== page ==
Friday, 2 August 2013

Reading: the Rwandan Genocide


There’s so much about the genocide that I just can’t get my head around. How did it come to be? Why were the west so slow in responding? How can we prevent it happening again? (can we? Current happenings in Syria make me think maybe we can’t). There was a lot of information to read as you make your way around the Genocide Memorial but I was still left with more questions than answers. This led me to the gift shop there where they sell a healthy number of titles about the genocide.

I bought a couple. What did I buy? What have I read? Why did I choose these ones? Well…

Guns Over Kigali
by Henry Kwami Anyidoho.
Anyidoho was a Major General in the Ghanian contingent of UNAMIR (United Nations Assistance Mission for Rwanda) and served as the Deputy Commander of the mission, under Canadian General Romeo Dallaire.

I’m Not Leaving
by Carl Wilkens
Wilkens was a US (religious) charity worker who remained behind in Kigali during the genocide (his family were able to leave but he chose to stay).

An Ordinary Man
by Paul Rusesabagina & Tom Zoellner
Rusesabagina, a Hutu, became the hotel manager at Hotel Mille Collines. This biography became the basis for the movie, Hotel Rwanda.
With so many books to choose from, it was pretty hard to narrow it down at the shop.  My reasons for choosing the first two were that they were both slim (my luggage was already near capacity) and have had quite small print runs.  I wasn’t sure I’d be able to pick them up elsewhere. I also liked the contrasting points of view – a UN worker and a charity worker. I chose An Ordinary Man because whilst I had not yet seen the movie, Hotel Rwanda, I was familiar with the story and wanted to read more about it.

All books make for interesting reading. Heartening at times, as heartening as a story may be with the genocide as backdrop.  The writing styles as well as the stories to be told are very very different though.

Anyidoho has been in the military his entire adult life and from memory, has studied military writing. His account is factual based and in time sequence. It provides an insight into the struggles UNAMIR faced on the ground in Kigali and the support they were sometimes left wanting from the UN in New York. It is no secret that there were serious shortcomings in the UN’s handling of Rwanda. As well as covering the genocide, Anyidodo spends time making suggestions for future missions.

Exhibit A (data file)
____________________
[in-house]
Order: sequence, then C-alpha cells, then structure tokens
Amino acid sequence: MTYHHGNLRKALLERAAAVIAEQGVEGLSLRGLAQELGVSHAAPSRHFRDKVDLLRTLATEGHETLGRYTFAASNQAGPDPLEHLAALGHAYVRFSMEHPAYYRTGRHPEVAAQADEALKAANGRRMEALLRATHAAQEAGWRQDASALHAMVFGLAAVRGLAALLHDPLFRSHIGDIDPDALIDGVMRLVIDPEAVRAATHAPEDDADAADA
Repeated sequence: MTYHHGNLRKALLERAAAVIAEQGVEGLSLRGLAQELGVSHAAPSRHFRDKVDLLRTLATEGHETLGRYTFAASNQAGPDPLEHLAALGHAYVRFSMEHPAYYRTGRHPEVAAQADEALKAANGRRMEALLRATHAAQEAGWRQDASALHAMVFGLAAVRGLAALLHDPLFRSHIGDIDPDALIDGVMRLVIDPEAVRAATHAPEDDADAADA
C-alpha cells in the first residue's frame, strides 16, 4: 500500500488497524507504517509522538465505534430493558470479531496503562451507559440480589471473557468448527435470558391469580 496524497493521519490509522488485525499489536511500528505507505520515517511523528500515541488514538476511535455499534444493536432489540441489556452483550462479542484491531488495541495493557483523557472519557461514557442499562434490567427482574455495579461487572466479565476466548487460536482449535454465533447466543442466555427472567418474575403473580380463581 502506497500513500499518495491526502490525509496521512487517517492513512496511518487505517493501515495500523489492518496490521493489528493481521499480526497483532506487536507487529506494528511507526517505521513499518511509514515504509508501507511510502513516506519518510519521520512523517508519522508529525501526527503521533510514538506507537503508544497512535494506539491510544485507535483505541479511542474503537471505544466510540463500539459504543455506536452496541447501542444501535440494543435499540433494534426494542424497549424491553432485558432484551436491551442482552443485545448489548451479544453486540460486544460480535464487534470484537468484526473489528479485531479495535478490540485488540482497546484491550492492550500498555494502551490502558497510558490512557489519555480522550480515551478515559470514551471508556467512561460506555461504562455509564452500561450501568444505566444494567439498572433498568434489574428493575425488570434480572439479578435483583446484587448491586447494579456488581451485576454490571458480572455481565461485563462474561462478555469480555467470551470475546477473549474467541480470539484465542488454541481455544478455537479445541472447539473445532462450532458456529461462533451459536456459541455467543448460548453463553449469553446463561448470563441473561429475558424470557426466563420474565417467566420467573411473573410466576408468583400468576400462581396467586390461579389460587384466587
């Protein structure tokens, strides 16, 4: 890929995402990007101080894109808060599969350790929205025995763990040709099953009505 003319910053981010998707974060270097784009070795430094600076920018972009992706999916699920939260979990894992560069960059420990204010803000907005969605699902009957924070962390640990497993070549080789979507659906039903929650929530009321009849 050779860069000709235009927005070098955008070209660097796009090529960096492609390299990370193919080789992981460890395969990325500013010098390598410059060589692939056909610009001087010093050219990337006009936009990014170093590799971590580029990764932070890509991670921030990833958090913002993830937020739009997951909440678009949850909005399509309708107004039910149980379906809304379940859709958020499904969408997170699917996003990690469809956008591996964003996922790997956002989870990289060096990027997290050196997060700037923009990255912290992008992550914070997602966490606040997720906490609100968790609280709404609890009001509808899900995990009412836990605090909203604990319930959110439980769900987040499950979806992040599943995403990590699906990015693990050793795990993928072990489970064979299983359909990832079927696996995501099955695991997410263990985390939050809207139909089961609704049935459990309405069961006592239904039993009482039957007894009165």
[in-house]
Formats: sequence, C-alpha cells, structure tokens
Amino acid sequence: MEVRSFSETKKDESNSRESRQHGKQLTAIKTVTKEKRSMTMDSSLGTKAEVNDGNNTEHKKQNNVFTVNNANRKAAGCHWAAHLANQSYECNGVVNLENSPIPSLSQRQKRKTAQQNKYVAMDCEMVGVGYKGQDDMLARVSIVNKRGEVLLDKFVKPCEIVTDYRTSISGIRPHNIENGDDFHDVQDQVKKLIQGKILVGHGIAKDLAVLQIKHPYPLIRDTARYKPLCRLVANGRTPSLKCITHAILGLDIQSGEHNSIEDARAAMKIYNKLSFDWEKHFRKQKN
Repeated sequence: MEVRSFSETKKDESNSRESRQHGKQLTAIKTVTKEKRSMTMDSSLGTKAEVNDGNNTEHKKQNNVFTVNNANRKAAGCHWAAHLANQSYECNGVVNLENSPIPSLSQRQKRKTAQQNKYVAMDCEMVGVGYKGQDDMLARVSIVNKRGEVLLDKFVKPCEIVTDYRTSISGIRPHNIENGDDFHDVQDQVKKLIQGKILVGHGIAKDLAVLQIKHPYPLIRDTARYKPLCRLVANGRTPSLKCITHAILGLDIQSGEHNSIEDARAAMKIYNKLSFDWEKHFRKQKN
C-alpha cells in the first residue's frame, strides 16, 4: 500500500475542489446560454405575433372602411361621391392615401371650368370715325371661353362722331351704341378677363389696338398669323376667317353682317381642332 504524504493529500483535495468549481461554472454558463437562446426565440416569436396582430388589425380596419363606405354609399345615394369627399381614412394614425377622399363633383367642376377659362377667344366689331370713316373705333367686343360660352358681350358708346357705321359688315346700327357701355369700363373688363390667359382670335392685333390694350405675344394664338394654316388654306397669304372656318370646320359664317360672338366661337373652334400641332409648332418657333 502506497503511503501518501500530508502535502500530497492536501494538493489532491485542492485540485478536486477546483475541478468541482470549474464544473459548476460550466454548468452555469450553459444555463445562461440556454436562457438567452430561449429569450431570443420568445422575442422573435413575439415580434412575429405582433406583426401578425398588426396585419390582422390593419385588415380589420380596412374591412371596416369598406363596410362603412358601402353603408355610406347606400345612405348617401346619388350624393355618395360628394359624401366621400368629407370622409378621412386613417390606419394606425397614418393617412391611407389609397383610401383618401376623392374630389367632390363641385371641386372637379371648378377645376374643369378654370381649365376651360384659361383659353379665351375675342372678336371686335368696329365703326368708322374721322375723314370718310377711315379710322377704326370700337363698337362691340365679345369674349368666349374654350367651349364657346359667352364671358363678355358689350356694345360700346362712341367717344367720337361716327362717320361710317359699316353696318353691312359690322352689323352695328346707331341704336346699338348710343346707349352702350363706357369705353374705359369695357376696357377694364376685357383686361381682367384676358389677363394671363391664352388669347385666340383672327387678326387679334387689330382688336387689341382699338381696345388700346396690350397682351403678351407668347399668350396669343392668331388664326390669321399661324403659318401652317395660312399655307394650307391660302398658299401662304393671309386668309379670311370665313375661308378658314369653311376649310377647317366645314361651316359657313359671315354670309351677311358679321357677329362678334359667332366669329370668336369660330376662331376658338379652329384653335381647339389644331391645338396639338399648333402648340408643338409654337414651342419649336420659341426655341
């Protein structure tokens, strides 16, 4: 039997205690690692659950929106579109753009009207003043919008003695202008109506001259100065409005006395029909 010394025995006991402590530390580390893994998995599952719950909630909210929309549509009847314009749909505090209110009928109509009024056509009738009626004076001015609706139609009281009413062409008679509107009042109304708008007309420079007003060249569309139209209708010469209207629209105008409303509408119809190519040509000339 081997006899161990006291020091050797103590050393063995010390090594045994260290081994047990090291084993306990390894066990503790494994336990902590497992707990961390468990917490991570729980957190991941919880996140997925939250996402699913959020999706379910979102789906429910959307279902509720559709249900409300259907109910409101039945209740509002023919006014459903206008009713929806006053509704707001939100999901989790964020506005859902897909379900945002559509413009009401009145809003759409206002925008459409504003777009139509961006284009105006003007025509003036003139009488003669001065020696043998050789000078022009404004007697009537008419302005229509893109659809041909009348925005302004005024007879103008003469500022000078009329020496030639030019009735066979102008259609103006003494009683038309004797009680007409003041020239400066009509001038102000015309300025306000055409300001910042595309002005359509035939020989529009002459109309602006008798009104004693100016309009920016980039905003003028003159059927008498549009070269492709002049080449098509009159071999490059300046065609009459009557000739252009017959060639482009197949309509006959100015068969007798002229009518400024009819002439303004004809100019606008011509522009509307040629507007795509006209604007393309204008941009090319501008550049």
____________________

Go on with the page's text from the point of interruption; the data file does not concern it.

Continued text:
Wilkens is a charity worker who is able to evacuate his family but he himself refuses to leave. Using his contacts in the Red Cross and the UN, he is able to provide assistance to Rwandans throughout the genocide. His account is a far more personal account of the genocide. Of what he witnessed and how he reacted. Almost journal like at times, much of it comes from the cassette recordings Wilkens made for his family, should he not survive.

Rusesabagina’s story is probably one of the most well known, thanks largely to the movie. I probably found this the easiest of the three books to read and is the only one of the three by a Rwandan. It begins with hearing about Rusesabagina upbringing in rural Rwanda and provides a lot of context but more from a personal point of view than Anyidoho sets out to do.

Of course, there are many other books on this topic, some of which I hope to read. General Romeo Dallaire’s Shake Hands with the Devil is probably next on my list. Some of my fellow travellers had read this and heavily recommended it but warned that it was heavy going.  That, and it being the size of a telephone book, are the main reasons I am yet to read through it.

Have you got any other book suggestions for me on this topic? Biographies and autobiographies are one of my favourite styles of books.

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